Pratt Institute professor Ellery Washington writing in The New York Times:

In the spring of 1984, during an interview for The Paris Review, a nearly 60-year-old Baldwin was asked why he had chosen to live in France, to which he replied: “It wasn’t so much a matter of choosing France — it was a matter of getting out of America.” The problem of racism in America was for Baldwin so consuming and, to his mind, deadly that he feared he wouldn’t have survived it if he’d stayed, let alone been able to isolate himself enough to write. And yet upon arriving in France, he had no illusions that Paris was among the “most civilized of cities,” nor did he consider the French among the “least primitive of peoples.” During those early years he stayed in France because, as a black man, he perceived that the ruling-class whites there simply left him alone, unlike those in America, and that’s what allowed him to develop as a writer.

… Baldwin himself pointed out the changes in French feeling toward all minorities after the furious battle of Dien Bien Phu, signaling the loss of colonial Vietnam, and the brutal Algerian war. Over the years this change has grown in step with the influx of blacks and North Africans from France’s former colonies and outer departments, including Guadeloupe and Martinique.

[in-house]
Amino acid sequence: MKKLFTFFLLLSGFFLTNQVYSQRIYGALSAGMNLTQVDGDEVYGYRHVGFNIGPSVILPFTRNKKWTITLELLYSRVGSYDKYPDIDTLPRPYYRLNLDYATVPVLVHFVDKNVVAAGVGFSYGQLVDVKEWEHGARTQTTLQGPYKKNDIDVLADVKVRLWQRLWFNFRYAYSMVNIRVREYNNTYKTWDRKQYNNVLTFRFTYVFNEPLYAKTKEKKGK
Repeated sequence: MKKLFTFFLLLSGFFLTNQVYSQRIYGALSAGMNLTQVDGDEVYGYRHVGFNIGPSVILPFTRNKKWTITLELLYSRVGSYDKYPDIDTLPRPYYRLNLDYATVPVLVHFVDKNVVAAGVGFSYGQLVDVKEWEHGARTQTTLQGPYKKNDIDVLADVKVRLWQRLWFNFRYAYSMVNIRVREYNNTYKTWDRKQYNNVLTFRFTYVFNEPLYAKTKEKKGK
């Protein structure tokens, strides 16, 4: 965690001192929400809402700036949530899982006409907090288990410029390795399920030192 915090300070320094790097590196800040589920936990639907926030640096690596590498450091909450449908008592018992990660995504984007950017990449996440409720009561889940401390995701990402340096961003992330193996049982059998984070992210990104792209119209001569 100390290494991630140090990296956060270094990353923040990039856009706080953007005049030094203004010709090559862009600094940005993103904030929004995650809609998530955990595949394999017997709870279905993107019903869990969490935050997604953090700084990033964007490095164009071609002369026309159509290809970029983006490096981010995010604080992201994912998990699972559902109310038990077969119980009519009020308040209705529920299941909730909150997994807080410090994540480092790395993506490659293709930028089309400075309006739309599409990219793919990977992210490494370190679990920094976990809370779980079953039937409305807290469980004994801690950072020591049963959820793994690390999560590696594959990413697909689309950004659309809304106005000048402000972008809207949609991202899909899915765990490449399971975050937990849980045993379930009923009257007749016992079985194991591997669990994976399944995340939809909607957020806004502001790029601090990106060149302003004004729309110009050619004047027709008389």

As the French historian Michel Fabre noted in his book “From Harlem to Paris (Black American Writers in France, 1840-1980),” France may have served as “a place of shelter from what Baldwin called, ‘the American madness,’ ” but that time has clearly passed. No longer a haven for American blacks, France is no longer needed.

* The image, from the All Things Baldwin tumblr, is from Baldwin’s extended stay in Turkey between 1961 and 1971.

Further Reading

A ditch to climb

In South Africa, the political class use foreign nationals as scapegoats to obfuscate their role in reproducing inequality. But immigrants are part of the excluded.